Mike Bonem and Roger Patterson--consultants,
trainers and second-chair leaders themselves--give
helpful insights for senior executives and their
vital seconds-in-command. They are authors of
Leading from the Second Chair, one of
the newest books in the Leadership Network Publications
series, produced with Jossey-Bass.
ADVANCE: What motivated you to address
the topic of second-chair leadership?
AUTHORS: No organization can thrive if it is operating
with the model of a single "superstar" leader
at the top. While there is plenty of agreement with
this in theory, many second-chair leaders continue to
be frustrated in their roles.
Most leaders in the local church are not the senior
leader of the organization. Yet most of the leadership
resources produced for the local church are written
for the senior leader. We wanted to begin a conversation
about what leadership looks like when you are a subordinate
and also a leader.
What new learning will we find in this book?
AUTHORS: In a sense, almost everything we say
is new because there is such a dearth of material
on this subject. We describe the opportunities
and challenges that are specifically unique to
those in second-chair roles. Our contention is
that every second-chair leader deals with the
tensions of three apparent paradoxes: 1) subordinate-leader;
2) deep-wide; and 3) contentment-dreaming. The
successful ones learn to embrace both ends of
ADVANCE: Tell us a little more about these
AUTHORS: Each is rich with implications for second-chair
leaders. They must be subordinate to the top leader
yet lead in their own right. They should be deep
in their expertise but wide in
perspective. And they must be content in their jobs
yet remain enthusiastic about their dreams for the future.
In the contentment-dreaming paradox, we tend to think
it is our responsibility to pursue a dream as soon as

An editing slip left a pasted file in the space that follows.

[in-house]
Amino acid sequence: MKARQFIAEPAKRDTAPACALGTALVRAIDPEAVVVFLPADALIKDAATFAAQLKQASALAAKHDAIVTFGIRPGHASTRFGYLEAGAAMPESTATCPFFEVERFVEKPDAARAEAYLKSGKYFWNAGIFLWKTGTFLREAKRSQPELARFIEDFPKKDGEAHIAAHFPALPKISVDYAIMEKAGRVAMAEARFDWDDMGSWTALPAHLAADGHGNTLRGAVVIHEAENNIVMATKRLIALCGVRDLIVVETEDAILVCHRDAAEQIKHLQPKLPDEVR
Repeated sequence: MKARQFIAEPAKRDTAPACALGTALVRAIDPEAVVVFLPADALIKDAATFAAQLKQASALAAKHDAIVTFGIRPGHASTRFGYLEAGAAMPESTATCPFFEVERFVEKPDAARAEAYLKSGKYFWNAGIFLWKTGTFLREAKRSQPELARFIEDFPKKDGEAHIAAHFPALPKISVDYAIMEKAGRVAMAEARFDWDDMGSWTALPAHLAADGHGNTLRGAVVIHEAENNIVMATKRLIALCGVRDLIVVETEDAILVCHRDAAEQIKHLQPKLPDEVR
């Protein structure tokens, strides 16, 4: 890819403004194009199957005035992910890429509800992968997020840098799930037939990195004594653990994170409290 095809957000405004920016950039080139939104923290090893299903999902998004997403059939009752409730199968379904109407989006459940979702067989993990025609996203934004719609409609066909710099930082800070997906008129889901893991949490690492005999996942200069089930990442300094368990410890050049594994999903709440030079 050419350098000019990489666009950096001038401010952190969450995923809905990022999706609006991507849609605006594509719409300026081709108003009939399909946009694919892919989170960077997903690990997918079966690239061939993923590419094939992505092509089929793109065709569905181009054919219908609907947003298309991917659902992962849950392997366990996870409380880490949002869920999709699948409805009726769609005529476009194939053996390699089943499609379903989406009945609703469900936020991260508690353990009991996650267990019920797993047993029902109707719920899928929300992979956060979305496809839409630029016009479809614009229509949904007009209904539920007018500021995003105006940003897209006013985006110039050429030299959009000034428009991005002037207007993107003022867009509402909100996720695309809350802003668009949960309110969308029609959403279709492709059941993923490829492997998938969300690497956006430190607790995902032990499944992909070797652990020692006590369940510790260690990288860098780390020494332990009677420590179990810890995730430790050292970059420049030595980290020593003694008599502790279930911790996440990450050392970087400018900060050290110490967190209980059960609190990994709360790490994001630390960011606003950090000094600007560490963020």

God places it in our hearts. That often leads a second
chair to resign from a current position or take actions
that are seen as insubordinate.
ADVANCE: What would you suggest as an alternative
for second-chair leaders?
AUTHORS: Scripture shows that we often need to wait
on God. The question for each second-chair leaders is,
"Will you choose to stay and grow and excel as
you wait on God's timing?" Thriving in the contentment-dreaming
paradox and realizing God's dream for your life is possible
if you remain faithful and maintain a long-term perspective.
ADVANCE: Which readers are in the bulls-eye of
your target audience?
AUTHORS: Our intended audience includes any first- or
second-chair leaders in the church--both paid staff
and volunteer leaders--and in other settings, such as
judicatory roles and other organizations. The first
chairs should read the book so that they can better
understand the heart of their second-chair leaders.
The second-chair leaders should read it because it will
provide them with a practical, biblical framework from
which to lead.
ADVANCE: What will surprise your readers?
AUTHORS: In our discussions with other second-chair
leaders, we were surprised by how many defied "conventional
wisdom," particularly in the career paths that
they chose. Some moved from first chair to second-chair
roles, or stayed in a second-chair position in very
difficult times. They all clearly showed that one can
thrive in the second chair.
We think that the biblical support we describe for second-chair
leadership will also surprise the reader. There is one
particular biblical character we can learn from in each
of the three paradoxes. This framework of the paradoxes
gives a new understanding to the biblical character's
ADVANCE: What do you hope the reader takes away
from your book?
AUTHORS: We hope every reader will find some practical
ideas to expand his or her leadership toolkit. Beyond
this, we hope the book will accomplish three things:
(1) offer encouragement, because the second chair is
a place of great potential; (2) promote perseverance,
because too many second chairs "bail out"
when things get tough; and (3) stimulate reflection,
because second chairs need to understand their own style
and the needs of the organization they serve.
Mike Bonem has more than 20 years of consulting experience
with first- and second-chair leaders in business, churches
and judicatories. He has been a second-chair leader
in local congregations and in business, and also has
written the book Leading Congregational Change.
Roger Patterson is the associate pastor of West
University Baptist Church in Houston, Texas, where he
has served for eight years. He is a second-chair leader
who loves to invest in the development of other leaders
for the expansion of God’s Kingdom.
The authors have launched a second-chair web site
and are interested in forming a community of second-chair
leaders. To order a copy of Leading from the Second
Chair, go to: www.leadnet.org.